In the Vinalopo valley, late August, early September is almond harvesting time and in the early mornings we began to hear the sound of trees of being thwacked to loosen the almonds in traditional fashion and sometimes the mechanical shaking machines used by the better off or more forward thinking farmers in the valley.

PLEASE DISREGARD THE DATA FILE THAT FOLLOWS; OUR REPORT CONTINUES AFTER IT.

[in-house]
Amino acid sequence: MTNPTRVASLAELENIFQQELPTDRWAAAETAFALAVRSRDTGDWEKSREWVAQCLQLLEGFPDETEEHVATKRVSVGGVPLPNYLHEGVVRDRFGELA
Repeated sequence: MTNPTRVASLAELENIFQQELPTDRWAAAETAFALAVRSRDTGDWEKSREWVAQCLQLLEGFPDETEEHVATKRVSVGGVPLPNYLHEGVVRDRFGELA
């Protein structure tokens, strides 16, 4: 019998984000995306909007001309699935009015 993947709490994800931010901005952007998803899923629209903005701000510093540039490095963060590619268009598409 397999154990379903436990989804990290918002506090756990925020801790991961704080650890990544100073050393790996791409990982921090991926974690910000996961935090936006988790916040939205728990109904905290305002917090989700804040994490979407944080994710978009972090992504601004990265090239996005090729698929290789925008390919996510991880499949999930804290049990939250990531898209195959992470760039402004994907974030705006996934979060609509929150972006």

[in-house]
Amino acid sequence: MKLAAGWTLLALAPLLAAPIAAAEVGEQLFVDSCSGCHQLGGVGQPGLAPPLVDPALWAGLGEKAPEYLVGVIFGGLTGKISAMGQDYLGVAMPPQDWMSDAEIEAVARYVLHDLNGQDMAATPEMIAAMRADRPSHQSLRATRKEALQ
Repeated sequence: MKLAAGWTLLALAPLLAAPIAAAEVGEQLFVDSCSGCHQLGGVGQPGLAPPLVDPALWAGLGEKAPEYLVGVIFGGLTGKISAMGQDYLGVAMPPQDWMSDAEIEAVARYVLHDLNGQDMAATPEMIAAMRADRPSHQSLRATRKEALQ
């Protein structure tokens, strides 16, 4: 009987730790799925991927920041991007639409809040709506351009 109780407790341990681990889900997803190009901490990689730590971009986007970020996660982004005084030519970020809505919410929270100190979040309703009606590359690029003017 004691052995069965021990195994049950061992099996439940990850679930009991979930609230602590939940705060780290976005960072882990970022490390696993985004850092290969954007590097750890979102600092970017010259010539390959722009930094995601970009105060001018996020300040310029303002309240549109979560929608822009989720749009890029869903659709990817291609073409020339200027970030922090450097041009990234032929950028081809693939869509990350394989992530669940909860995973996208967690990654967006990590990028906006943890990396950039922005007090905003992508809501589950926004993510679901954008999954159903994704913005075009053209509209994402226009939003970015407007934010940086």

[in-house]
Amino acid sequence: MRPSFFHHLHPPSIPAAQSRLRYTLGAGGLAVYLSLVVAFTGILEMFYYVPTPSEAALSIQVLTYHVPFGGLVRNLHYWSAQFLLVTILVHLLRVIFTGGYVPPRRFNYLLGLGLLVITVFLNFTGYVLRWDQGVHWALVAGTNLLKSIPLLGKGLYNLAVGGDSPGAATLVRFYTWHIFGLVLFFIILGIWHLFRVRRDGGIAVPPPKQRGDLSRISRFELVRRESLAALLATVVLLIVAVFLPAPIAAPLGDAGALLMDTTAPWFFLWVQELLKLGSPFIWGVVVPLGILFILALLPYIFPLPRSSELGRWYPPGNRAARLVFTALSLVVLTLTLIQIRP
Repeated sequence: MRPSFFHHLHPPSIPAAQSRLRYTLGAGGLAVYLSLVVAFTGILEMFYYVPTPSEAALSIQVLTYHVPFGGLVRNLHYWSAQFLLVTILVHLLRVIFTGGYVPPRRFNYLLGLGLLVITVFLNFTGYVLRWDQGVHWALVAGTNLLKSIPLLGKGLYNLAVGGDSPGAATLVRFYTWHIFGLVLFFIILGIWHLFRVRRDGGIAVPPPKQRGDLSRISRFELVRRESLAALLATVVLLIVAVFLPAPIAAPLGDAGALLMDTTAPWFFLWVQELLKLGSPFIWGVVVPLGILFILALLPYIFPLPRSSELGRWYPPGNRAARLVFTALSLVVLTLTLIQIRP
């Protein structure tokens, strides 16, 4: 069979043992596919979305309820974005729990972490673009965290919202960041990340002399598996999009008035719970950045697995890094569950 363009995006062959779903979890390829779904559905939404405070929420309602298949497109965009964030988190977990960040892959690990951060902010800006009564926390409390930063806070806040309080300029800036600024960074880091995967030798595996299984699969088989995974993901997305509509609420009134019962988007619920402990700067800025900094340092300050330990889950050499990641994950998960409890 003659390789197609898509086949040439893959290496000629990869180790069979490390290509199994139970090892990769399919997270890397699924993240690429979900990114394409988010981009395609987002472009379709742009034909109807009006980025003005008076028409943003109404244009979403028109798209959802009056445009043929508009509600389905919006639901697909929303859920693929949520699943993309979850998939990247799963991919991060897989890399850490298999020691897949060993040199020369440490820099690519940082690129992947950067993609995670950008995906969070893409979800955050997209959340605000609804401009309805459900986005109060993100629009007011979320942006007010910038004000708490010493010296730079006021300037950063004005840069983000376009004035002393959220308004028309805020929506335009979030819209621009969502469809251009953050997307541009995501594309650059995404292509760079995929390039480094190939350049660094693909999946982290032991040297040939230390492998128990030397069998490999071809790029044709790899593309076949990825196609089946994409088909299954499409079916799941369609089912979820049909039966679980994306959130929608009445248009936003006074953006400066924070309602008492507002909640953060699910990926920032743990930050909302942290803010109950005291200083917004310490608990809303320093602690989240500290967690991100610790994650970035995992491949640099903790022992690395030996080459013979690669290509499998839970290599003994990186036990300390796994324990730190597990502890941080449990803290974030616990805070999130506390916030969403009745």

We decided to start our harvesting at the bottom of the field furthest away from the house close to our neighbour Jose’s house. Armed with sticks and a large net we duly thwacked our first tree and were rewarded with a shower of still husked almonds into our net. The husks which surround the shell need to be removed, therefore rather than filling our sacks (we had previously ascertained that sacks were the acceptable form of container for almonds not wanting a repeat of the “no sacos – plastico” comments at the co-operativa) with extra volume we decided to “de-husk” as we went along. It didn’t take long for Jose to come and tell us that we were doing it all wrong. In a stream of rapid, colloquial Spanish out of which I could recognise only a few words but accompanied by a vivid mime which left us in no doubt as to what we should be doing, Jose explained that we should take the still husked almonds to somewhere close to the house and spread them out to dry for a couple of days before attempting to de-husk them. Jose also helpfully pointed out that our net was inefficiently spread and we would lose almonds through the gap. Apart from useful almond harvesting lore I learned a new verb; Recoger or sometimes just Coger means to pick or harvest and with my developing conjugating skills I was able to tell my zumba class the following day that recogemos las almendras – we are picking the almonds.